No, that was their irrational appeasement of their rigid moral and ethical code of politics. First, Cato died before Caesar was even dead. Secondly, Brutus achieved nothing in the death of Caesar. He only allowed Augustus to rise and inaugurate an imperial system that lasted in a powerful position for more than a millenium. Brutus' 'rational self-interest' would have been to stay Caesar's friend and reap the benefits of a golden age.
    I'd say it was more their desire to keep the top heavy distribution of wealth in Rome.

    For all of the paltry plebeian achievements, the Republic was an oligarchy. Rememeber that massive participation from the provinces in the senate didn't start until the Imperial period.
    The plebians who were actually succesful had the same interests as the rest of the oligarchy, preserving the dominant social and economic status of wealthy landowners (e.g. taking all of the Ager Publicus, using only slave labor, tax farming the provinces, no taxes inside of Italy) The ones who wanted to help the poor were killed.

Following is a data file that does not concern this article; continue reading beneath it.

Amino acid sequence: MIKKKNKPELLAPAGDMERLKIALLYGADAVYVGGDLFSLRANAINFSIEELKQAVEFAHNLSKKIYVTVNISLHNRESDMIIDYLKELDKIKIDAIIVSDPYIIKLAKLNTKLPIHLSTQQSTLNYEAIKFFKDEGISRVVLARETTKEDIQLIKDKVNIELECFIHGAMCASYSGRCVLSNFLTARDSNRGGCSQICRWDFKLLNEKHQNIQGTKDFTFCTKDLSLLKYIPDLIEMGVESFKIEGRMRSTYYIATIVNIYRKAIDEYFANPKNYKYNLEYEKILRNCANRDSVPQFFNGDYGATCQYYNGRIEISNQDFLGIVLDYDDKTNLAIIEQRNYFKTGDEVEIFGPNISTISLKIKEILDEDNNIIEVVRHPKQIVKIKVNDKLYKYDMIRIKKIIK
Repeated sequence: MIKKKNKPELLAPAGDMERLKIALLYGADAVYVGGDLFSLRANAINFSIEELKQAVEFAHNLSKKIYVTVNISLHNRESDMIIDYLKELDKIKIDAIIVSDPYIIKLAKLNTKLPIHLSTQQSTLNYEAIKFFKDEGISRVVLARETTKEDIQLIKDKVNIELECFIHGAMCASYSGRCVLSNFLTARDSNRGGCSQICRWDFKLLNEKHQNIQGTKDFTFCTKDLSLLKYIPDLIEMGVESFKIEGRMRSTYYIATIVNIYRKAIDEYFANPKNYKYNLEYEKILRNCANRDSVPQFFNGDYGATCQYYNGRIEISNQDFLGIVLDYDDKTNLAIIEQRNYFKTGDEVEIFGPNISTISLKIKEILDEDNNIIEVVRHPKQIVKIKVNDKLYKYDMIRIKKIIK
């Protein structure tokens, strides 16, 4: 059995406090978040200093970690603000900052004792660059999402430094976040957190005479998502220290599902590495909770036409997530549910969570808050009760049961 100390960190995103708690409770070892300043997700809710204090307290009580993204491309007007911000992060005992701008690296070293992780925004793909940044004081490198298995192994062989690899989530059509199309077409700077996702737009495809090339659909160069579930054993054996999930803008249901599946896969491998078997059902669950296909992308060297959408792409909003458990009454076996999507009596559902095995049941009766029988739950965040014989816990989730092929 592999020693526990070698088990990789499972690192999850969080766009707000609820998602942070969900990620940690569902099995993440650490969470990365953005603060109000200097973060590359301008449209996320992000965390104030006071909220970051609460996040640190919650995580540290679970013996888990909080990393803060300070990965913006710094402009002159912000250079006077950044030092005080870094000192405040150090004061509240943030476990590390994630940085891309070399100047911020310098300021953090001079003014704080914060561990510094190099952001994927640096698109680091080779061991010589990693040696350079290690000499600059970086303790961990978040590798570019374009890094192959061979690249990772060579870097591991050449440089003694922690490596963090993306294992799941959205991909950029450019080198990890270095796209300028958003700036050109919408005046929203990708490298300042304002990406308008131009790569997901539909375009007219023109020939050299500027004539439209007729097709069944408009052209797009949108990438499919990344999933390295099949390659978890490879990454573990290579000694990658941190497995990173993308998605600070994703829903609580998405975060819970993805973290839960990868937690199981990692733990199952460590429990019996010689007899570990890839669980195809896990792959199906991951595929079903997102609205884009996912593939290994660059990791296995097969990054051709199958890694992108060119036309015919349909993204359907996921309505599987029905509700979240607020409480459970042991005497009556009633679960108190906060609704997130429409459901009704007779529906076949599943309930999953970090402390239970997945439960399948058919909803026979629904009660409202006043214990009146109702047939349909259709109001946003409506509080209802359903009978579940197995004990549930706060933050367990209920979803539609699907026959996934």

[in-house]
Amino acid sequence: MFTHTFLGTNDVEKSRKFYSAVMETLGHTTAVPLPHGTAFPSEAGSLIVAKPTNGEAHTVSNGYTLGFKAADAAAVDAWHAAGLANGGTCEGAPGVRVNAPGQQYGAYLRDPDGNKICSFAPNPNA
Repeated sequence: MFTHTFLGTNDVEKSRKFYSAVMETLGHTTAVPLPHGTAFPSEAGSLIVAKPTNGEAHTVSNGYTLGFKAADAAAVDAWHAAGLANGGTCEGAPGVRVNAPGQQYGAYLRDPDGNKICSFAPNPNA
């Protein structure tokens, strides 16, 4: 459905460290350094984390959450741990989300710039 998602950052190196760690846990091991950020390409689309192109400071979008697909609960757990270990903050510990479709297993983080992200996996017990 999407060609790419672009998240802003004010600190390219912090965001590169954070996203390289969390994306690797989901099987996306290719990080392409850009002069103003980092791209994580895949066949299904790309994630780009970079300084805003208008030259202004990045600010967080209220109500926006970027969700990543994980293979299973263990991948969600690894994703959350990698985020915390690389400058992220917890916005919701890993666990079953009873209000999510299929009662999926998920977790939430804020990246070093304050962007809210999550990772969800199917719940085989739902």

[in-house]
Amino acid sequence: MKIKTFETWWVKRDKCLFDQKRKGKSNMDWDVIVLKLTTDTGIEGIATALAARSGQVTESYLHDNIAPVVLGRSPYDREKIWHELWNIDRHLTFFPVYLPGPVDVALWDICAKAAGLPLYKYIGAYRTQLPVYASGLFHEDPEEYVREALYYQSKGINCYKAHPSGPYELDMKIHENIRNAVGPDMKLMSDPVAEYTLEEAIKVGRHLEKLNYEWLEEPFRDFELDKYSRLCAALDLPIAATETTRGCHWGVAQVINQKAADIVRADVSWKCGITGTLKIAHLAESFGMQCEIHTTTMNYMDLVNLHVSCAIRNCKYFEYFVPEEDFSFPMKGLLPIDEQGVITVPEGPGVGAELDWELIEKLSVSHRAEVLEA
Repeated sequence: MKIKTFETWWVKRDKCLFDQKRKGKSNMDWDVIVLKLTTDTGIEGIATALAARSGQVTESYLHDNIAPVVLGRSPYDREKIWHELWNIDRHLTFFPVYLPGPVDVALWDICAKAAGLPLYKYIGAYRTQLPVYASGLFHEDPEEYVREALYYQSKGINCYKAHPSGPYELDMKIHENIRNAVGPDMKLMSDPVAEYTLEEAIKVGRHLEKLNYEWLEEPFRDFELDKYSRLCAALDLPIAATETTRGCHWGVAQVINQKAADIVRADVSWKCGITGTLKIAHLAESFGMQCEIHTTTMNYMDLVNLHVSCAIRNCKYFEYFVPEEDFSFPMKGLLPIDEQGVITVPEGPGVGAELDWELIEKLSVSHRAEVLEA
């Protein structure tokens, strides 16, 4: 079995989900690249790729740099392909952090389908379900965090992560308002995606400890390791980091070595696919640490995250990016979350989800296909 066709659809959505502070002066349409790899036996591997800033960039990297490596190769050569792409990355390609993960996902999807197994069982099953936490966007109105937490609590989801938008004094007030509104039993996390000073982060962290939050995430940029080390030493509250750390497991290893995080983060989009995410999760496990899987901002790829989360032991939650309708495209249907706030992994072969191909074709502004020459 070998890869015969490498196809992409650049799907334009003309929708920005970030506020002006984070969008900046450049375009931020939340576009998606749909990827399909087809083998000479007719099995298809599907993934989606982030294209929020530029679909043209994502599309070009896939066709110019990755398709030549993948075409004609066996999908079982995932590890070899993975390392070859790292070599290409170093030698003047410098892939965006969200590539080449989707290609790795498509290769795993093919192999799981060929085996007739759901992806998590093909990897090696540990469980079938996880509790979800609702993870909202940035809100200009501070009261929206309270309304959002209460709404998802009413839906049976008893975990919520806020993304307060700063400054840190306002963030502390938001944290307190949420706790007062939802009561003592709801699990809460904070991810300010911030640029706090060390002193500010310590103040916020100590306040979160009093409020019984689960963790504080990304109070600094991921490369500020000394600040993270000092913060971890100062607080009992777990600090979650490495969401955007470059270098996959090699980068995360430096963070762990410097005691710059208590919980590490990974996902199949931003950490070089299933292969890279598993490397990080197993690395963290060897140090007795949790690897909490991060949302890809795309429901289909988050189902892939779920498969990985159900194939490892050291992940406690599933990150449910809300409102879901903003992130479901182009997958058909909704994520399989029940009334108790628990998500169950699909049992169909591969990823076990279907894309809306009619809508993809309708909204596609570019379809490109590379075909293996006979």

"Its true, we add insult to injury, but... you add the injury"
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    Quote Originally Posted by Bulgaroctonus
    I am aware. Statistically, that almost never happened. The amount of aristocratic and military bureaucrats far outstrips the few peasant rulers. And don't mention Cincinnatus.
    One example disproves the blanket assertion that you made.

    I am aware of the occasional plebeian triumphs, but I am sure you are also aware of the immense number of aristocratic rulers. The eternal equation, wealth=power, found great expression in Republican Rome. As I said below, I'm not inherently against corruption, I don't like it because it decreases effectiveness. However, I dislike the last decades of the Republic, when it became a plaything in the hands of any general with an army. The Pax Romana was the most orderly and efficient period in Roman, and maybe European, history. Of course, the Empire had its long bouts of depravity. However, the fact that in 1025
    In what manner was the Empire the most "orderly and efficient period in Roman... history"?

    I'll certainly cross swords on that point, everyone does act in self-interest. Philosophy thread arise! [****led roar in the background ---- "Yes, master"]